In it, but not of it. TPM DC
1. Can Anyone Throw Mitt Romney Off His Game?
Mitt Romney was considered the default frontrunner heading into 2012 given his relative strength in fundraising, national polling, and prior campaign experience. But he also entered the race with major vulnerabilities, chief among them his support for a health care mandate in Massachusetts that provided the model for President Obama's national law. Far from getting bogged down, however, Romney has taken an early lead in national polls and easily raised more money than any of his competitors so far. His opponents, starting with Tim Pawlenty at the last debate, have failed to land a decent punch and Romney's been left free to run his campaign as if it were a general election contest with a polished set of attacks on President Obama's jobs record. Advertising money is tight for the rest of the field, so if they want to knock Romney down a peg the debates may be their best chance to make an impact. Will any of them bite?
2. Michele Bachmann's Skeletons
Buoyed in part by a strong debate performance in June, Michele Bachmann has surged into a solid lead in Iowa while quickly establishing herself as serious contender nationally. Bachmann's meteoric rise from rabble-rousing Congresswoman to magazine cover material comes despite an endless slew of gaffes and difficult news stories during the same period. From flubbing John Wayne's Iowa hometown in spectacular fashion, to offering up some questionable Revolutionary history, to signing slavery-ambivalent pledges, plenty of Bachmann's stumbles are self-inflicted. But there's also been a string of tough news stories on issues ranging from her husband's clinic to her more out-there fundamentalist influences, to her private requests for federal aid that she's bashed in public. None of it seems to stick so far and only Tim Pawlenty has made a serious attempt among the candidates to go after her directly. But Bachmann hasn't faced questions about these issues in a debate yet -- could one of them trip her up?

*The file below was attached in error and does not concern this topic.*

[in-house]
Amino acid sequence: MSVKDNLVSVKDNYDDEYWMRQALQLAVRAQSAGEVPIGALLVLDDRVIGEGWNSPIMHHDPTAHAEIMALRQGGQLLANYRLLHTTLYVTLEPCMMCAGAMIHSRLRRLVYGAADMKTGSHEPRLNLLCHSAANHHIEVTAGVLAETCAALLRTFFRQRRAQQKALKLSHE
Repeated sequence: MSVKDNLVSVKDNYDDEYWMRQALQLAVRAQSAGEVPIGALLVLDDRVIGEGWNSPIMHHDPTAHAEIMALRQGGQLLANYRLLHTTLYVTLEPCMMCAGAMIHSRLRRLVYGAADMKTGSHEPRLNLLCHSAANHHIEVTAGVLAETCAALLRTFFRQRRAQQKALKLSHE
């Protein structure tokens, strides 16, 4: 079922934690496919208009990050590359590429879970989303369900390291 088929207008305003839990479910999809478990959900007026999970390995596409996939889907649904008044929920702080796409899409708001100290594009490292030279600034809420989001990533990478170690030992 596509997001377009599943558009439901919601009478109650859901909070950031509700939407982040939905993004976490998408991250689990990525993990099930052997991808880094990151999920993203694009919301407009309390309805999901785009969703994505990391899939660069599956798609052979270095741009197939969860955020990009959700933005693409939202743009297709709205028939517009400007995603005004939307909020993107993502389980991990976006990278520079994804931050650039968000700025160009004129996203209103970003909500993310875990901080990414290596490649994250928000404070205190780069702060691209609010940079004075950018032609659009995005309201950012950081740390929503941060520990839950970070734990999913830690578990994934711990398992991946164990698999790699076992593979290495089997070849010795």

3. Hey, It's Jon Huntsman
How long ago was the last debate? Jon Huntsman wasn't even in the race yet. He hasn't made much of an impact on the primaries since entering, though, and is in danger of falling into fringe candidate territory if he doesn't improve his standing in the polls. The debate will give him his first big chance to show what he's got in front of a national audience. Can he make a big impression in a crowded room?
4. The Downgrade
At the end of the day, the candidates mostly agreed on the debt ceiling deal -- except for Huntsman, they didn't like it. But the subsequent S&P downgrade and market collapse is murkier territory. While the candidates all agree it's at least partly Obama's fault, the rating agency's stated reasons for the downgrade were extremely specific: House Republicans' intransigence on tax increases and their willingness to threaten self-imposed default to get what they want. Getting around this basic fact has required some of the more aggressive candidates, like Bachmann, to twist themselves into logical pretzels. A good question from the moderator on this front could produce some unpredictable answers from the field.
5. The Missing Podium
The debate may be most noteworthy for who isn't in attendance: Texas Governor Rick Perry. Will his expected entrance loom large over the proceedings? So far the candidates have mostly ignored him, although Romney wryly cited a poll from last month showing that he was the only candidate leading Obama in Texas. Hint hint. But it will be interesting to see if anyone starts trotting out contrasts with the governor early on, especially from the middle-of-the-pack candidates who stand to be buried in an avalanche of Perry news after he declares.